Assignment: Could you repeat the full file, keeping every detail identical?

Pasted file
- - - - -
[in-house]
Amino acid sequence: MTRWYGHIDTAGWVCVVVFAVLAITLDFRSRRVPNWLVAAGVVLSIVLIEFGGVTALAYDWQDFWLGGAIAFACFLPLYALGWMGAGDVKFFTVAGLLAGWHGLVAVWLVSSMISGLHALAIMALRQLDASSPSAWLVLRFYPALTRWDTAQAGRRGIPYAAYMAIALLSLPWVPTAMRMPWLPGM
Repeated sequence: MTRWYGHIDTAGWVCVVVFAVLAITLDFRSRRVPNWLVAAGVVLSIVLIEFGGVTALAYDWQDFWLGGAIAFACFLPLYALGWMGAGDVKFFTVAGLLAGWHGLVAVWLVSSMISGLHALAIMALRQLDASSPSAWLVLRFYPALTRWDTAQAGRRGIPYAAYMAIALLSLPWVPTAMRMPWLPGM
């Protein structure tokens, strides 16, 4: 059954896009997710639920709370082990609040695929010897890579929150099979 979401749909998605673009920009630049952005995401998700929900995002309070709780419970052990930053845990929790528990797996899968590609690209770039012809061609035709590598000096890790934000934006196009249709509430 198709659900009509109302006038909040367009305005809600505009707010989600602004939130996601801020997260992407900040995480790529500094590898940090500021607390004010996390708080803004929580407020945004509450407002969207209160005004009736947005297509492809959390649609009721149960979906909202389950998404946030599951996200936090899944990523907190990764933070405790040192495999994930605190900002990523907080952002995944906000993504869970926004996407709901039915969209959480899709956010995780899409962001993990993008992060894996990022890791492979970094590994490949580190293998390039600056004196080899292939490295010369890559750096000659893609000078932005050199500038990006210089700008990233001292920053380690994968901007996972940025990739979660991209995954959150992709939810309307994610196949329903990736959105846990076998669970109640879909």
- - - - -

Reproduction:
[in-house]
Amino acid sequence: MTRWYGHIDTAGWVCVVVFAVLAITLDFRSRRVPNWLVAAGVVLSIVLIEFGGVTALAYDWQDFWLGGAIAFACFLPLYALGWMGAGDVKFFTVAGLLAGWHGLVAVWLVSSMISGLHALAIMALRQLDASSPSAWLVLRFYPALTRWDTAQAGRRGIPYAAYMAIALLSLPWVPTAMRMPWLPGM
Repeated sequence: MTRWYGHIDTAGWVCVVVFAVLAITLDFRSRRVPNWLVAAGVVLSIVLIEFGGVTALAYDWQDFWLGGAIAFACFLPLYALGWMGAGDVKFFTVAGLLAGWHGLVAVWLVSSMISGLHALAIMALRQLDASSPSAWLVLRFYPALTRWDTAQAGRRGIPYAAYMAIALLSLPWVPTAMRMPWLPGM
């Protein structure tokens, strides 16, 4: 059954896009997710639920709370082990609040695929010897890579929150099979 979401749909998605673009920009630049952005995401998700929900995002309070709780419970052990930053845990929790528990797996899968590609690209770039012809061609035709590598000096890790934000934006196009249709509430 198709659900009509109302006038909040367009305005809600505009707010989600602004939130996601801020997260992407900040995480790529500094590898940090500021607390004010996390708080803004929580407020945004509450407002969207209160005004009736947005297509492809959390649609009721149960979906909202389950998404946030599951996200936090899944990523907190990764933070405790040192495999994930605190900002990523907080952002995944906000993504869970926004996407709901039915969209959480899709956010995780899409962001993990993008992060894996990022890791492979970094590994490949580190293998390039600056004196080899292939490295010369890559750096000659893609000078932005050199500038990006210089700008990233001292920053380690994968901007996972940025990739979660991209995954959150992709939810309307994610196949329903990736959105846990076998669970109640879909």